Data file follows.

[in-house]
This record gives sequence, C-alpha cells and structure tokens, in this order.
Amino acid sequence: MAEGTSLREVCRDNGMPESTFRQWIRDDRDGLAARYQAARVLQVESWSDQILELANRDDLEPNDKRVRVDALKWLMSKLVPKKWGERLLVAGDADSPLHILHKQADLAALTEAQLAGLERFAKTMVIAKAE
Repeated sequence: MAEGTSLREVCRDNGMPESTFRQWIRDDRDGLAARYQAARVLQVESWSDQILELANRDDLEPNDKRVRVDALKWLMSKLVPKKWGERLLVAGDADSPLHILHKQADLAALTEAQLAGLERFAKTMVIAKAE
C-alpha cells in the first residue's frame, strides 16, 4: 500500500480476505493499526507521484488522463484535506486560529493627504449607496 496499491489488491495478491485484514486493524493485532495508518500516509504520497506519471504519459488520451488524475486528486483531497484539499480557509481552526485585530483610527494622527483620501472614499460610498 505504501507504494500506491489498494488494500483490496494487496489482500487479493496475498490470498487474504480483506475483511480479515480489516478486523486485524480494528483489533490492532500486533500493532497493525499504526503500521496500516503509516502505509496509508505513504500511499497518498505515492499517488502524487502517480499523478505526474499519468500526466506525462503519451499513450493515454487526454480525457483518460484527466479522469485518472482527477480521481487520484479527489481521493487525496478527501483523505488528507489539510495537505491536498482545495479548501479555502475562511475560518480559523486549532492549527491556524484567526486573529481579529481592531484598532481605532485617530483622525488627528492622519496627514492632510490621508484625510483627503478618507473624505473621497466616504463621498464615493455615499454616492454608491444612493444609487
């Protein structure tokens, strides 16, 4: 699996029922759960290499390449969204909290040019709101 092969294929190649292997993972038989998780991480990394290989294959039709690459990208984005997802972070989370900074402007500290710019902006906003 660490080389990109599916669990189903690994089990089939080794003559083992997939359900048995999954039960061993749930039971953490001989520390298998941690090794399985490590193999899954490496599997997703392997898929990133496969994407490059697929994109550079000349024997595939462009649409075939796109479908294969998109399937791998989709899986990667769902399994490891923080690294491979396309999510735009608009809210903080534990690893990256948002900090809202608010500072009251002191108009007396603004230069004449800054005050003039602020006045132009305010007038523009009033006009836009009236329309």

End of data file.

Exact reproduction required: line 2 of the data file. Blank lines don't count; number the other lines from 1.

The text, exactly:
This record gives sequence, C-alpha cells and structure tokens, in this order.